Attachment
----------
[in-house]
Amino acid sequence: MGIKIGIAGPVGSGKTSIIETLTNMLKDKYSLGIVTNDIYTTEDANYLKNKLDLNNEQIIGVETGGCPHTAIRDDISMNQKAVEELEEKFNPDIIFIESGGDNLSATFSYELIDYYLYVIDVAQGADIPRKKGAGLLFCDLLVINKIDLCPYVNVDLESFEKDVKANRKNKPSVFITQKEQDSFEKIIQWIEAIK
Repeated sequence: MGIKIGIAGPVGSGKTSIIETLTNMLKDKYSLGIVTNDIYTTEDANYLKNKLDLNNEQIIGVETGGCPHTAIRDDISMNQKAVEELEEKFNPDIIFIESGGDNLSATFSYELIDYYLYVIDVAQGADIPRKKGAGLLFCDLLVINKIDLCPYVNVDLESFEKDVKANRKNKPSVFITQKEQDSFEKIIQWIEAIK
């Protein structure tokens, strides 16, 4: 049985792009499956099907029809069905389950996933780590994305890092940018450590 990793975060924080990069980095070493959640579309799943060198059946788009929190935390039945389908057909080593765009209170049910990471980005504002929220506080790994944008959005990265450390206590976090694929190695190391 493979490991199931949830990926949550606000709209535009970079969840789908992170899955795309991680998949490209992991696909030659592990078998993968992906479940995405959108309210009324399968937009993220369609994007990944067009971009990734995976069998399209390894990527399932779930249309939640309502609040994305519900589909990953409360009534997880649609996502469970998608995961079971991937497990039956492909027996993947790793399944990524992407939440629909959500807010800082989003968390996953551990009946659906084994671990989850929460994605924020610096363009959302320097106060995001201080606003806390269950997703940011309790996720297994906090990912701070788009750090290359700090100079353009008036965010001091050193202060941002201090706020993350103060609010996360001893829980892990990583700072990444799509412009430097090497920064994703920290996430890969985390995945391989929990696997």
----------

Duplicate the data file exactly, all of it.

[in-house]
Amino acid sequence: MGIKIGIAGPVGSGKTSIIETLTNMLKDKYSLGIVTNDIYTTEDANYLKNKLDLNNEQIIGVETGGCPHTAIRDDISMNQKAVEELEEKFNPDIIFIESGGDNLSATFSYELIDYYLYVIDVAQGADIPRKKGAGLLFCDLLVINKIDLCPYVNVDLESFEKDVKANRKNKPSVFITQKEQDSFEKIIQWIEAIK
Repeated sequence: MGIKIGIAGPVGSGKTSIIETLTNMLKDKYSLGIVTNDIYTTEDANYLKNKLDLNNEQIIGVETGGCPHTAIRDDISMNQKAVEELEEKFNPDIIFIESGGDNLSATFSYELIDYYLYVIDVAQGADIPRKKGAGLLFCDLLVINKIDLCPYVNVDLESFEKDVKANRKNKPSVFITQKEQDSFEKIIQWIEAIK
């Protein structure tokens, strides 16, 4: 049985792009499956099907029809069905389950996933780590994305890092940018450590 990793975060924080990069980095070493959640579309799943060198059946788009929190935390039945389908057909080593765009209170049910990471980005504002929220506080790994944008959005990265450390206590976090694929190695190391 493979490991199931949830990926949550606000709209535009970079969840789908992170899955795309991680998949490209992991696909030659592990078998993968992906479940995405959108309210009324399968937009993220369609994007990944067009971009990734995976069998399209390894990527399932779930249309939640309502609040994305519900589909990953409360009534997880649609996502469970998608995961079971991937497990039956492909027996993947790793399944990524992407939440629909959500807010800082989003968390996953551990009946659906084994671990989850929460994605924020610096363009959302320097106060995001201080606003806390269950997703940011309790996720297994906090990912701070788009750090290359700090100079353009008036965010001091050193202060941002201090706020993350103060609010996360001893829980892990990583700072990444799509412009430097090497920064994703920290996430890969985390995945391989929990696997």